The influence of genes on intelligence varies by social class in the United States, but not in Western Europe or Australia, according to a new study that compiled results from 14 previous studies.
Researchers tentatively attributed the findings—published in the journal Psychological Science—to the effect of stronger social safety nets in those other countries.
Past research suggests that both genes and environment shape intelligence. A popular hypothesis is that genes confer a potential intelligence, but whether this potential entirely bears fruit depends on whether the environment is supportive and nurturing—or poor and disadvantaged.
Some studies have supported this view; others haven’t.
In the new work, psychologists Elliot Tucker-Drob of the University of Texas at Austin and Timothy Bates at the University of Edinburgh in the U.K. conducted a “meta-analysis,” a study that combines data from previous studies.
The pair said they used all available published and unpublished studies meeting specific conditions. The studies had to contain an objective measure of intelligence, a measure of participants’ family socioeconomic status in childhood, and participants that varied in relatedness (i.e., siblings versus identical twins) to allow for statistically disentangling genetic and environmental influences.
Tucker-Drob and Bates analyzed data from a total of 24,926 pairs of twins and siblings who had participated in studies independently conducted in the United States, Australia, England, Sweden, Germany, and the Netherlands.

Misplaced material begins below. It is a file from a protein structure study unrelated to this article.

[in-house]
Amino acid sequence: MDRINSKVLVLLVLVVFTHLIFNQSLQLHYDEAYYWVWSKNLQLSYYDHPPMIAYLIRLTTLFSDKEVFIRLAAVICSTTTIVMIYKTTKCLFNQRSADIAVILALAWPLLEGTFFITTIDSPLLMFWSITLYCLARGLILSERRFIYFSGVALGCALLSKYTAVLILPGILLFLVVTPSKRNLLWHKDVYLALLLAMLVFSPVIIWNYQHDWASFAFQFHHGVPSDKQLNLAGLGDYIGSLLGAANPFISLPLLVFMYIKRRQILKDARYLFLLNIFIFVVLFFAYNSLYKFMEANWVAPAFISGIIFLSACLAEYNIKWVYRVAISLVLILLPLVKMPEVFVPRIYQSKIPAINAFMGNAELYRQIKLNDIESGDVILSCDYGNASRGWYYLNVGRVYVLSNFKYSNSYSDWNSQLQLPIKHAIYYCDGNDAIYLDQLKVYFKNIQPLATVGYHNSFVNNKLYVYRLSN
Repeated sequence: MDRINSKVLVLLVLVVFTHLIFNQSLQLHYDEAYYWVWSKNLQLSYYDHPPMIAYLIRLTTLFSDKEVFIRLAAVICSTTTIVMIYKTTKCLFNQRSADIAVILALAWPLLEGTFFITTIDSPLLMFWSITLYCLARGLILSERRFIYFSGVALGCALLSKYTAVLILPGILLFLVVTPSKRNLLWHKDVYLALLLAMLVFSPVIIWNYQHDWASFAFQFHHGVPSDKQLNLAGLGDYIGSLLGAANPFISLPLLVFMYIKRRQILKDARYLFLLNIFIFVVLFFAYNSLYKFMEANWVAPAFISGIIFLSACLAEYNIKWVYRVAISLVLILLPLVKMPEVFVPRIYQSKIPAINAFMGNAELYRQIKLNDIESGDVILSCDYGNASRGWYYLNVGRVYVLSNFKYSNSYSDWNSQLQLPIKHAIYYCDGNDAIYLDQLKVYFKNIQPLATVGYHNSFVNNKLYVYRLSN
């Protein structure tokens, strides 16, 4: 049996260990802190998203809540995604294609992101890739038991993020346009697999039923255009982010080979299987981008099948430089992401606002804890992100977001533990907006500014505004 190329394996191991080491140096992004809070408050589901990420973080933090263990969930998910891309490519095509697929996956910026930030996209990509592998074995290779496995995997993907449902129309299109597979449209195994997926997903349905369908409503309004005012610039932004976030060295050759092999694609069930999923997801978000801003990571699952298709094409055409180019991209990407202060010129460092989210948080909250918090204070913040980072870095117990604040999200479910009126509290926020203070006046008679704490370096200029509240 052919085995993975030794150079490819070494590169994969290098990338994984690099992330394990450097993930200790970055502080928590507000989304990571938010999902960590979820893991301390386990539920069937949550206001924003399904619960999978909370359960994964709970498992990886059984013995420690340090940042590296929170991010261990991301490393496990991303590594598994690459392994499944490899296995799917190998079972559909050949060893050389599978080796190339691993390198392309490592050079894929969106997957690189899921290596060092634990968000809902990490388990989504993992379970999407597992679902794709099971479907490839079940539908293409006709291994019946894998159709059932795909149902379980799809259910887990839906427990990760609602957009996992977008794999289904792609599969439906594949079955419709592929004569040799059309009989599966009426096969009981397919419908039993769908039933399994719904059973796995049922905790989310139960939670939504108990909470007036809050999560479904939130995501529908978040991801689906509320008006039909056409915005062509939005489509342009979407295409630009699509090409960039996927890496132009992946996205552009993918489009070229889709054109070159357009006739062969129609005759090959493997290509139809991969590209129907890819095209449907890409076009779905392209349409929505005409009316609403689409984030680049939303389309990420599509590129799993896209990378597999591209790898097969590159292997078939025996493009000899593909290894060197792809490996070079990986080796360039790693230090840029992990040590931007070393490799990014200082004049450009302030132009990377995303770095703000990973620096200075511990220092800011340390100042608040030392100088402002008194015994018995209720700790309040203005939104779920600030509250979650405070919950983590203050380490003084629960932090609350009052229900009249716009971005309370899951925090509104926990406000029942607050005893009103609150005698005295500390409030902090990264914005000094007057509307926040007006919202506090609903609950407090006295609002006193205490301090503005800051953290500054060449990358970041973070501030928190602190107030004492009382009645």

“The hypothesis that the genetic influence on intelligence depends on socioeconomic status was not supported in studies outside of the U.S.,” said Tucker-Drob. “In the Netherlands, there was even evidence suggestive of the opposite effect.”
The study showed no evidence that other factors influenced the results, such as age of testing, whether the tests measured achievement and knowledge or intelligence and whether the tests were of a single ability or a composite cognitive measures.
The researchers suggest that the difference between the United States and other countries might be due to stronger health and social welfare programs in Western Europe and Australia, which might reduce poverty’s negative effects.
A key question for future research will be to identify which aspects of a society hinder the expression of genetic potential for intellectual development, Bates said. Understanding this “could inform policies directed at narrowing test score gaps and promoting all of the positive consequences of higher I.Q., such as health, wealth, and progress in science, art, and technology.”
Source : http://world-science.net/